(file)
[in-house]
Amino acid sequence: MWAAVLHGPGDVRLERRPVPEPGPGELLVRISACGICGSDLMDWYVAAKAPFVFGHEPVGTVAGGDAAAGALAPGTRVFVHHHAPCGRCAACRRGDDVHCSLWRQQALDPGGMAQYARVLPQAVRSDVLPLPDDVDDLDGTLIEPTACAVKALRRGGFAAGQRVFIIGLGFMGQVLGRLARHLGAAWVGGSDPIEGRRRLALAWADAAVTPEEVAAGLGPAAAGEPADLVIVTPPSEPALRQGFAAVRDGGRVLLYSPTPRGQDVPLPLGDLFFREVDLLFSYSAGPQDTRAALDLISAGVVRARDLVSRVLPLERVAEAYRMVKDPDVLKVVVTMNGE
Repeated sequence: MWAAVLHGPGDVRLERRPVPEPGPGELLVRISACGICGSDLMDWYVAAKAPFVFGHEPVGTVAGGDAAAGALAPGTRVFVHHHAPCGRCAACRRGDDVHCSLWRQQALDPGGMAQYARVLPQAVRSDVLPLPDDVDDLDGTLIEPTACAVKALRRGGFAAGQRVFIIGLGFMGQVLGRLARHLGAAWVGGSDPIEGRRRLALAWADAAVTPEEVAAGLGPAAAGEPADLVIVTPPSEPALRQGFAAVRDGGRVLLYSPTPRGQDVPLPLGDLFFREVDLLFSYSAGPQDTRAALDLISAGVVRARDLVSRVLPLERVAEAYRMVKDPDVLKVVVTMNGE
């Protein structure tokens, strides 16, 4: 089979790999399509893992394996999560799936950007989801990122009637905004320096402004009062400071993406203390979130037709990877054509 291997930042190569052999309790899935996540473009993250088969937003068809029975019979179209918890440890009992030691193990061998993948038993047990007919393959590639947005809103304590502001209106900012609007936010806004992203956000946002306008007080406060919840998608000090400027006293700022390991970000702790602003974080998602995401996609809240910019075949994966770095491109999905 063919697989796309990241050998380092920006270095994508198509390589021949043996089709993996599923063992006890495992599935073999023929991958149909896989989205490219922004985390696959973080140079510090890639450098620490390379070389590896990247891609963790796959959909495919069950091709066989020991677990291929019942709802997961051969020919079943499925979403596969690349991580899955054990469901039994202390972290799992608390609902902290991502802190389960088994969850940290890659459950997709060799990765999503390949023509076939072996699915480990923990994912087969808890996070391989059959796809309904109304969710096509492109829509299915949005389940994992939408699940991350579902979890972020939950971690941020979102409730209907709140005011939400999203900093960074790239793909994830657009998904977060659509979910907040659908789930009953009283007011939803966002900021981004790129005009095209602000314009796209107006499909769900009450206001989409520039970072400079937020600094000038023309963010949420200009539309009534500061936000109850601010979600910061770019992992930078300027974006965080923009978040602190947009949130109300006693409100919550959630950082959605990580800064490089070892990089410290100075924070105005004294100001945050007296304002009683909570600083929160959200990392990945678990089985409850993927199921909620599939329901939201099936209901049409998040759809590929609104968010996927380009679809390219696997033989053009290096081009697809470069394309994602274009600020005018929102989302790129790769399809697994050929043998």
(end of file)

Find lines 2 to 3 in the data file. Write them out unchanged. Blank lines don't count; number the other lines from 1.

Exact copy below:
Amino acid sequence: MWAAVLHGPGDVRLERRPVPEPGPGELLVRISACGICGSDLMDWYVAAKAPFVFGHEPVGTVAGGDAAAGALAPGTRVFVHHHAPCGRCAACRRGDDVHCSLWRQQALDPGGMAQYARVLPQAVRSDVLPLPDDVDDLDGTLIEPTACAVKALRRGGFAAGQRVFIIGLGFMGQVLGRLARHLGAAWVGGSDPIEGRRRLALAWADAAVTPEEVAAGLGPAAAGEPADLVIVTPPSEPALRQGFAAVRDGGRVLLYSPTPRGQDVPLPLGDLFFREVDLLFSYSAGPQDTRAALDLISAGVVRARDLVSRVLPLERVAEAYRMVKDPDVLKVVVTMNGE
Repeated sequence: MWAAVLHGPGDVRLERRPVPEPGPGELLVRISACGICGSDLMDWYVAAKAPFVFGHEPVGTVAGGDAAAGALAPGTRVFVHHHAPCGRCAACRRGDDVHCSLWRQQALDPGGMAQYARVLPQAVRSDVLPLPDDVDDLDGTLIEPTACAVKALRRGGFAAGQRVFIIGLGFMGQVLGRLARHLGAAWVGGSDPIEGRRRLALAWADAAVTPEEVAAGLGPAAAGEPADLVIVTPPSEPALRQGFAAVRDGGRVLLYSPTPRGQDVPLPLGDLFFREVDLLFSYSAGPQDTRAALDLISAGVVRARDLVSRVLPLERVAEAYRMVKDPDVLKVVVTMNGE